3 Dec, 09 | by Deborah Kirklin
Although the first comic book was invented in 1837 the long-format graphic narrative has only become a distinct and unique body of literary work relatively recently. Thanks in part to the growing Medical Humanities movement, many medical schools now encourage the reading of literature and the study of art to gain insights into the human condition.
A serious content for comics is not new but representation of illness in graphic novels is an increasing trend. The melding of text and visuals in graphic fiction and non-fiction has much to offer medical professionals, students and, indeed, patients. Among the growing number of graphic novels, a sub-genre exploring the patients’ and the carers’ experiences of illness or disability has emerged.
Comics and Medicine: Medical Narrative in Graphic Novels 17th June 2010
School of Advanced Study, Institute of English Studies, University of London
Confirmed keynote lectures by Paul Gravett and Marc Zaffran
This one-day interdisciplinary conference aims to explore medical narrative in graphic novels and comics. Papers and posters are invited on issues related to, but not restricted to, the
•What motivates authors to produce graphic narratives with medical content?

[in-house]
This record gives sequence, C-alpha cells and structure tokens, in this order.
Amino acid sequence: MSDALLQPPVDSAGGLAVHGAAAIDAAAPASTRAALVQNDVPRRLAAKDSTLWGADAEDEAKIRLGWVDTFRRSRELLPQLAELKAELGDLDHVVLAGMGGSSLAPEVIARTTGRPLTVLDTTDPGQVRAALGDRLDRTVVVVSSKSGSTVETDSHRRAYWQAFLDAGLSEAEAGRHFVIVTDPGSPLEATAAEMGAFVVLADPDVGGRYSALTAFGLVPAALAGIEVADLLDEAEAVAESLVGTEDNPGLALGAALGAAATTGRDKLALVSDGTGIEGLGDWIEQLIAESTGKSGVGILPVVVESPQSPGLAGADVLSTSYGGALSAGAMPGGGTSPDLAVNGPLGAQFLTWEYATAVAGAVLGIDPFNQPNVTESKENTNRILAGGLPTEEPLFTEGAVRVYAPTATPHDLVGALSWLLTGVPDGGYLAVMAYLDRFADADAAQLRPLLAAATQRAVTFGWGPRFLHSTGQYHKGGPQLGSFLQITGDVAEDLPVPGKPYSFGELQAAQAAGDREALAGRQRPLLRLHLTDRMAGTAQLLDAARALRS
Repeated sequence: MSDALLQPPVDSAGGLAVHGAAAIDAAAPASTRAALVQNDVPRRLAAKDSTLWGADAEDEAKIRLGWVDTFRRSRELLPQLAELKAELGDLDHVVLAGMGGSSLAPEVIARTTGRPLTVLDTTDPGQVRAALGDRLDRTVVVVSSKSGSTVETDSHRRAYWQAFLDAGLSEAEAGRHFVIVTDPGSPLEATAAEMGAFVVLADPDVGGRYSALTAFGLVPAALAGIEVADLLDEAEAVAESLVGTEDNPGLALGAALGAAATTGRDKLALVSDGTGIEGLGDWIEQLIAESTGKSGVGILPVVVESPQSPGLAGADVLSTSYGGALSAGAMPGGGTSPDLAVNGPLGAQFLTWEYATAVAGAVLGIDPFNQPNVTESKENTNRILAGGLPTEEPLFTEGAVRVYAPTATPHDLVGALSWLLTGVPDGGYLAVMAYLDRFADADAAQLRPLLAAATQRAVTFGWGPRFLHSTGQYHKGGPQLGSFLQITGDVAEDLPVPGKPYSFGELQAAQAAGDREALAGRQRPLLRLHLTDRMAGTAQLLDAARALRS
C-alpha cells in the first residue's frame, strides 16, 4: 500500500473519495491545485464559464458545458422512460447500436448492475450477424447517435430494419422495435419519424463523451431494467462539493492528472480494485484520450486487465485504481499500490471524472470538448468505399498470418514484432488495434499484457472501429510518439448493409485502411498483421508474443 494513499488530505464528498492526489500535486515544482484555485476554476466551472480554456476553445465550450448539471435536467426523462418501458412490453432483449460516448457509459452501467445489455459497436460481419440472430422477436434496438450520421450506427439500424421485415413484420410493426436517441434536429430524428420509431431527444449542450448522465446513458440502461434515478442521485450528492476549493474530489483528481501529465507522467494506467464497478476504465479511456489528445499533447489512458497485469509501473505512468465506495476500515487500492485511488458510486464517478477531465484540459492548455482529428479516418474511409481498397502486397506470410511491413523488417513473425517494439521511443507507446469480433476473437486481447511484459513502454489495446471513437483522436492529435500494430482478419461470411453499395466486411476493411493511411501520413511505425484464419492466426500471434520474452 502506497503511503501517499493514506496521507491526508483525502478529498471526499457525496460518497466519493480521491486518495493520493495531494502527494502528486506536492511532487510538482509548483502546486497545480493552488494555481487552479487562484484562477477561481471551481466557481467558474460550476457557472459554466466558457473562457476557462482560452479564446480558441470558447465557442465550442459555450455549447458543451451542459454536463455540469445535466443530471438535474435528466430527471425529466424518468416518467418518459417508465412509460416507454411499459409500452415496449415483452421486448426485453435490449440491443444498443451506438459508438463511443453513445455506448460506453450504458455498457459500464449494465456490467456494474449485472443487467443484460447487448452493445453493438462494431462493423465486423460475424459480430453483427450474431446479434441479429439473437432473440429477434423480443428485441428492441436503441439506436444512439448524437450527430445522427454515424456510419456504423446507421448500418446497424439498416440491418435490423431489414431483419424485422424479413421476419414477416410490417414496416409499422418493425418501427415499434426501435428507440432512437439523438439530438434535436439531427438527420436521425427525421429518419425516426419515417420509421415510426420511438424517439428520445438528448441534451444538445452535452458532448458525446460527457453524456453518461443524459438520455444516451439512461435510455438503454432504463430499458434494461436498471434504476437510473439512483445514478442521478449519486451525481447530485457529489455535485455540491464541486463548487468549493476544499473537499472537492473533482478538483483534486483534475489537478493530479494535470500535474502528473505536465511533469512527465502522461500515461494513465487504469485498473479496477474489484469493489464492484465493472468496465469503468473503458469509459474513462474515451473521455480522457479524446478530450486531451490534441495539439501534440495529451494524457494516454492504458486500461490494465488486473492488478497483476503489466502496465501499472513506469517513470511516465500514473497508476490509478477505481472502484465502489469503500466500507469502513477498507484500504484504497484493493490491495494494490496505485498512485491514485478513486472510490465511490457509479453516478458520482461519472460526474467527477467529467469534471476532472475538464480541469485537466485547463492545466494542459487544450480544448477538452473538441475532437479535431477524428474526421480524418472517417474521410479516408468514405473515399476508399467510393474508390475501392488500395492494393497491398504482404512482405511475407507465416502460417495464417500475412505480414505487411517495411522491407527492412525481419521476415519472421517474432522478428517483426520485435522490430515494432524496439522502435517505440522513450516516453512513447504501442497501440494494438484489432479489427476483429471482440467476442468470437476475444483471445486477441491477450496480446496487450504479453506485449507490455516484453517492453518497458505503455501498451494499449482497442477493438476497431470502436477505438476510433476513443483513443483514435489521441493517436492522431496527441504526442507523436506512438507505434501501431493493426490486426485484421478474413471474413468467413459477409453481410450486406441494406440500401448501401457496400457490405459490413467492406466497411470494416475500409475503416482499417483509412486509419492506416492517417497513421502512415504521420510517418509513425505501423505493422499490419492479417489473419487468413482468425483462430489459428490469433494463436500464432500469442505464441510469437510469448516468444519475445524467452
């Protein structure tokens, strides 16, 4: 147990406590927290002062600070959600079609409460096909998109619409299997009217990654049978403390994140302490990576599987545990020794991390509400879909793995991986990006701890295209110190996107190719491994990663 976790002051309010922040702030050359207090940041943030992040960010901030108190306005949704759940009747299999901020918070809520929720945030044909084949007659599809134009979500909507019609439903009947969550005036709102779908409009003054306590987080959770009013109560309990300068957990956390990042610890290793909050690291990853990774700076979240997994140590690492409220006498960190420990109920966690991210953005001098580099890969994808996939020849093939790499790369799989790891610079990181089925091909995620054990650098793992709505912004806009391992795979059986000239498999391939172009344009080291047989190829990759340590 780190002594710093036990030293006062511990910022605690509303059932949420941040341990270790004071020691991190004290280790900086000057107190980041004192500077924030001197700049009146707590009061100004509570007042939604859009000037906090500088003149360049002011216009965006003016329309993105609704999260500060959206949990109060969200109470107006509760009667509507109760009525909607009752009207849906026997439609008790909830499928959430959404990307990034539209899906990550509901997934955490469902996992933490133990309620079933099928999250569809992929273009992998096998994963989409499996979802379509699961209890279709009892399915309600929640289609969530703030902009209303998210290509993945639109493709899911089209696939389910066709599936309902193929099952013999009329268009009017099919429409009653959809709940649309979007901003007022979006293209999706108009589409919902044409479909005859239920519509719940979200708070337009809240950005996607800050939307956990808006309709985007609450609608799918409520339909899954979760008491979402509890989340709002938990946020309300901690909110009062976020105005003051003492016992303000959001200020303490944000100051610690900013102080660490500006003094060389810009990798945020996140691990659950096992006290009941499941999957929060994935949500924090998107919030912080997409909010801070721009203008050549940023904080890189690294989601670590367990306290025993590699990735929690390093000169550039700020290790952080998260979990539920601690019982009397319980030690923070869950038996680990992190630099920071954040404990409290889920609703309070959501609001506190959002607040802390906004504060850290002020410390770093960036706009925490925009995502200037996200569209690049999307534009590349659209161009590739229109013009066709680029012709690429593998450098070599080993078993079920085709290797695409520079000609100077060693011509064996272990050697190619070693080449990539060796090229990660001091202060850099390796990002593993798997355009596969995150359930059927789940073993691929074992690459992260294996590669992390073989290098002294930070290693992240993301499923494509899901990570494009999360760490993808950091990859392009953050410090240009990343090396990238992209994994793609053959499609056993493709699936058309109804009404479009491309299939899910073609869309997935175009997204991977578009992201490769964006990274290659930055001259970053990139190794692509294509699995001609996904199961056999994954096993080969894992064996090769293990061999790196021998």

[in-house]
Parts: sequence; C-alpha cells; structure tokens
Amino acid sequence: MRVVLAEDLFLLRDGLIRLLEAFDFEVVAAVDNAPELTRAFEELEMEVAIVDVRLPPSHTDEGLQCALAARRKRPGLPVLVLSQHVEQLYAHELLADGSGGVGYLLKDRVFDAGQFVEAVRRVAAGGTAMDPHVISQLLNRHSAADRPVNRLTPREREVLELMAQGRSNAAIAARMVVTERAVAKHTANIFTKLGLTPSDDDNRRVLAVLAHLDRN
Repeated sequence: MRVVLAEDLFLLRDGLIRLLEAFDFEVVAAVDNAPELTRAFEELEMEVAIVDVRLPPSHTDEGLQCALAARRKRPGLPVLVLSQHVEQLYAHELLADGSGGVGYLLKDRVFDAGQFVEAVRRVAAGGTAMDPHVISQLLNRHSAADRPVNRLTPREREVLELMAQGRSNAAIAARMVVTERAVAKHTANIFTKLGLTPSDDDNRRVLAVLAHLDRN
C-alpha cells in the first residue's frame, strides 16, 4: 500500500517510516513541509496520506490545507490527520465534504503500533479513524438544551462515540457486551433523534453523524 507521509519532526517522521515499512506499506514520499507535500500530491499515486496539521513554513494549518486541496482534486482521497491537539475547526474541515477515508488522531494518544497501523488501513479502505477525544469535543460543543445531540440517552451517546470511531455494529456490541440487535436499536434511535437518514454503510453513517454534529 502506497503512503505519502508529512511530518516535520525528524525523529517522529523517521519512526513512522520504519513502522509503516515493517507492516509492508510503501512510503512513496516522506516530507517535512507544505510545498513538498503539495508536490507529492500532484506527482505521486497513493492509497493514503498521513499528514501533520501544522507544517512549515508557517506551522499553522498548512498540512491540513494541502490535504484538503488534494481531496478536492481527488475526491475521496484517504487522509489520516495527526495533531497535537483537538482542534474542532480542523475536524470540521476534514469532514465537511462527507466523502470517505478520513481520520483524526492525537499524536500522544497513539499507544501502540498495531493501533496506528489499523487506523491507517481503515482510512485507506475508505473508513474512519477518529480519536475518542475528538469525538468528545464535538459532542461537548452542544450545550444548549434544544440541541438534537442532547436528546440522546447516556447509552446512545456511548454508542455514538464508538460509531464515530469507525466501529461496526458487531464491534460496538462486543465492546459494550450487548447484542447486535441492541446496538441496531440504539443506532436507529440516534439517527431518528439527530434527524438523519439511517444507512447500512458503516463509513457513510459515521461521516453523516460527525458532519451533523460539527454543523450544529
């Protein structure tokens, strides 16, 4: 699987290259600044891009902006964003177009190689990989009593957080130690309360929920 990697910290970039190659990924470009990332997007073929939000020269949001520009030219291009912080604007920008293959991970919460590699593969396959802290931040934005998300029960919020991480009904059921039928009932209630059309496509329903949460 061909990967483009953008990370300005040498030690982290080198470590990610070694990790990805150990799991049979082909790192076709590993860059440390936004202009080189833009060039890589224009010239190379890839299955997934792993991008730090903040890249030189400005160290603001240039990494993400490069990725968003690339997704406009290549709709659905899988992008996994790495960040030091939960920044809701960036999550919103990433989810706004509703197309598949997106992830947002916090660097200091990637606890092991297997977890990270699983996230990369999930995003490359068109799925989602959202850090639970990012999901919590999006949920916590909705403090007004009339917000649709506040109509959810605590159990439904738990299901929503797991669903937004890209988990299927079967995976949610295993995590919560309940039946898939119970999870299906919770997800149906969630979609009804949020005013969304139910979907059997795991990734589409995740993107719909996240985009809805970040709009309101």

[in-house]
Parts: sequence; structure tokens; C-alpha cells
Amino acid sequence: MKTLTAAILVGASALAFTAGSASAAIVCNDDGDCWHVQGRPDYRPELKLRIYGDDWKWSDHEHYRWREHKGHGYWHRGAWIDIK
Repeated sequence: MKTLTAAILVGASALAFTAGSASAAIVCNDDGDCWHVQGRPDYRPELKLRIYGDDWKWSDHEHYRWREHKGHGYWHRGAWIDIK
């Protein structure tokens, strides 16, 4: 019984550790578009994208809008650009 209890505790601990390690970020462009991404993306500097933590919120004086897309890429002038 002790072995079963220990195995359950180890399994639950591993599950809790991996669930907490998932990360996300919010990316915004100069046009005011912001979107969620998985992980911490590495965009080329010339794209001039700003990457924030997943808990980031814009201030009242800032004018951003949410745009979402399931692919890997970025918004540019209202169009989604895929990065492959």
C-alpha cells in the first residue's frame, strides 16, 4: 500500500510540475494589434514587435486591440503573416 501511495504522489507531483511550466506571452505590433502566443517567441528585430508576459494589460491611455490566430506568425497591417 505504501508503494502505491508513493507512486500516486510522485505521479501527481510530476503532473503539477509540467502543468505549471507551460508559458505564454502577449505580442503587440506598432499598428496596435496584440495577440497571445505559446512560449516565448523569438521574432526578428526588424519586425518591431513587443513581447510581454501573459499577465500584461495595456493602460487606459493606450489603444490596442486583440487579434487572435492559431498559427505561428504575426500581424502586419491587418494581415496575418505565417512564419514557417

•How does the audience for this growing genre differ from traditional markets for so-called ‘pathographies’?
•What additional insights can graphic narratives offer into healthcare compared with literature and film?
•What international trends are discernible in the production and reception of medical graphic narratives?
•What are the ethical implications of using graphic narratives to disseminate public health messages?
•What are the strengths of graphic fiction in bioethics conversations? In conversations between patients and health care workers?
•How have patients (and patient communities) turned to graphic fiction to communicate health care and advocacy information to other patients, their family and surrounding community, and their physicians?
•How do patient-created graphic fictions/narratives differ from physician-or health-care industry-created graphic narratives? What does this imply about the role played by graphic fiction in institutionalized medicine?
•How can graphic stories be used in medical education and patient education?
•What are the roles of graphic stories in enhancing communication within the medical profession, in scholarship and in the medical humanities?
Contributions are sought from humanities scholars, comics scholars, healthcare professionals, comics enthusiasts, writers and cartoonists.
300 word proposals for a 20 minute paper or a poster should be submitted by
Friday 29th January 2010 to firstname.lastname@example.org
For further info or for delegate bookings respectively visit